Mothers and More (written 2018)
It's Mother's Day in Canada as I sit down to write this. Next month we will celebrate Father's Day. These official days to mark our regard for parents are often marked on national calendars in different lands, though the dates may vary. As usual I find that on this day, missing my own mother, being blessed with so many who “mother” me, and having the blessing also of being a mother, the role of family and attached love in human life is much on my mind.
The Buddha made much of a mother's love. In the Metta Sutta, a mother's love is the model he presents for the kind of unconditional love we should cultivate for all beings. “Even as a mother protects with her life, her child, her only child, so should one with a boundless heart, cherish all living beings....” In this way, the natural and instinctive love that a mother feels, the love that does not depend on particular conditions being met, is offered as a measure of the kind of love we work to cultivate for all. Seems a huge task, perhaps. But learning from the inside as a mother, and the child of a mother who loved in this way, allows me to understand the quality of love that I aim to cultivate.
When I reflect on the love that has been shown me in this life by those who are not in the role of “my mother”, I see how this unconditionality is fostered. Teachers, aunts and uncles, neighbors and friends, who have given love and protection and support because it was needed, not asking whether it was deserved. The Buddhist concept of rebirth offers the reflection that all beings were once “my mother”. The material of this body has been in the cosmos since its beginning, the energy of this consciousness cycles too through birth after birth. In millenia of living, what relationships may have been possible between me and each other being I encounter? Sharing this deep history, what kindness and compassion is warranted? It gives me pause.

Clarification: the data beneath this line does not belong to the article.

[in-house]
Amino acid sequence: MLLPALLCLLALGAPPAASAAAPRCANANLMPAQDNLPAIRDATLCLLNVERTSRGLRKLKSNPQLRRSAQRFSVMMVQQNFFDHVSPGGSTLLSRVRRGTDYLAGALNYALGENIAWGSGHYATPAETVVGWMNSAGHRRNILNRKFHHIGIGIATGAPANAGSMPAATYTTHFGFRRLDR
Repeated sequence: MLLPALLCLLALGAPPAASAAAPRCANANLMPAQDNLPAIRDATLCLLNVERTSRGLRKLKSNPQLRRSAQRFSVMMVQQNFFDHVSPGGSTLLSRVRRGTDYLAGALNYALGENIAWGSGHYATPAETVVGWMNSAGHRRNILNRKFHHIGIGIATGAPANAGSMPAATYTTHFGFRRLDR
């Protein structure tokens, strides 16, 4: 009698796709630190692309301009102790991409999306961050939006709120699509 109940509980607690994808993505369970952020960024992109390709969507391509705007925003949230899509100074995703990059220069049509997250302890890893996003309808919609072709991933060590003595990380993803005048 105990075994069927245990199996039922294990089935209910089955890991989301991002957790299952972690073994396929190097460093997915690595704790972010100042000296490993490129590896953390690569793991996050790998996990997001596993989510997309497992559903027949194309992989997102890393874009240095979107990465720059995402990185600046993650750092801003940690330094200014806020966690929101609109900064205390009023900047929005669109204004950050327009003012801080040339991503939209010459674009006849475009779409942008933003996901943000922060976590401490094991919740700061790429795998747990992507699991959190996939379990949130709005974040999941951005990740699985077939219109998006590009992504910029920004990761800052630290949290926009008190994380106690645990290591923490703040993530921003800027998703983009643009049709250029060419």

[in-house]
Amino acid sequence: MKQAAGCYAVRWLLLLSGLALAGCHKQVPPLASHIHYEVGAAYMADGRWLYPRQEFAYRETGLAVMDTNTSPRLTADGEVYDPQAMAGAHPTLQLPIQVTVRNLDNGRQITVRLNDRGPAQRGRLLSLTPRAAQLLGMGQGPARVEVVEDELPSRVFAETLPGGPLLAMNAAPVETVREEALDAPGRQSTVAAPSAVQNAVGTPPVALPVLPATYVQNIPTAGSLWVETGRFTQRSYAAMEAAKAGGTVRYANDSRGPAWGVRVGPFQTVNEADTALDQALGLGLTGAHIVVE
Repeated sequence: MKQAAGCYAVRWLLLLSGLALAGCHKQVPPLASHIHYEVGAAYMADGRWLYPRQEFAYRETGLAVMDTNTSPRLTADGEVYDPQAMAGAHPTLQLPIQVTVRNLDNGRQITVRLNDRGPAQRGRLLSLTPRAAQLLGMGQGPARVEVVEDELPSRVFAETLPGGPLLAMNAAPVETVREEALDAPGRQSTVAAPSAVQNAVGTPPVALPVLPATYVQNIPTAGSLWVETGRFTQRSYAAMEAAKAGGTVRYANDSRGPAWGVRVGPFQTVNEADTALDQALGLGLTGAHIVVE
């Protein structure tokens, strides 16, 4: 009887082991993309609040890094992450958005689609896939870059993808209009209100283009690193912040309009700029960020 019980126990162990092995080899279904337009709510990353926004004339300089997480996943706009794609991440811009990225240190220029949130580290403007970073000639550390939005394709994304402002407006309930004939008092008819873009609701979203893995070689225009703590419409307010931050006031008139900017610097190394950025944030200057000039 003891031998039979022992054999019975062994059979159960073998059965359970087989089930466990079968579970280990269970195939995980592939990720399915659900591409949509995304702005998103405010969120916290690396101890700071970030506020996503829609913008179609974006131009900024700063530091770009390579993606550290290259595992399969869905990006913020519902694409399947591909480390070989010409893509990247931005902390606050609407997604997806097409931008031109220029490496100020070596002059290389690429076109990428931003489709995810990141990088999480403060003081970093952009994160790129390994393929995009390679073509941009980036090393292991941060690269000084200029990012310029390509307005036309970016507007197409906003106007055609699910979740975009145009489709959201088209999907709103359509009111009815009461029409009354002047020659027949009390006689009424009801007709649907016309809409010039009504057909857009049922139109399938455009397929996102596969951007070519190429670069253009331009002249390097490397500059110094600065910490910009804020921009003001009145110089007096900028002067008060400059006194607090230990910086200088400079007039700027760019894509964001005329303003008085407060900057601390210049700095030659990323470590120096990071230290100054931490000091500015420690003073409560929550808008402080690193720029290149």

The Buddha also spoke of the gratitude we owe our parents. It is true that many may have had difficult relationships with their parents, or even have been victims of abuse and neglect. But our parents or others fulfilling that role cared for us when we were unable to do so ourselves. And our parents gave us the gift of this precious human birth, where we have the capacity for insight and understanding that comes from reflection and mindful awareness.
I love the practice that Thich Nhat Hanh suggests: When we notice the behaviors of our parents in ourselves, good or bad, we bow to them and acknowledge their presence in our lives, even if they are no longer with us. On Mother's Day, and other special days, this comes to mind for me as a kind of memory ritual.
As well, reflecting on my own role as mother, I note that this deep love I have for my children is shared by other mothers, other parents, for their children. And each person is the child, the special child, of someone. This has been a practice that helps me find compassion for those who bring harm to others with their actions and words. They too were children, they too are influenced for good and for bad by others, they too are loved. They are not foreign and other than I am, despite actions and words I may not condone. My compassion should not ask whether they are deserving.
Mother's Day often means flowers and breakfasts cooked inexpertly by small loving hands. Father's Day may mean BBQ's and fishing trips. But these are facets that are so common they seem cliché and so we may not consider deeply. What days like this can mean within the path of practice is an opportunity for a certain kind of reflection. Gratitude for the unconditional love we give and receive from others. Reflection on how we might cultivate a more universal love and compassion for others. Any day that celebrates love springs from an intention of non-harming and goodwill. Given loving attention, there is material there to grow that further.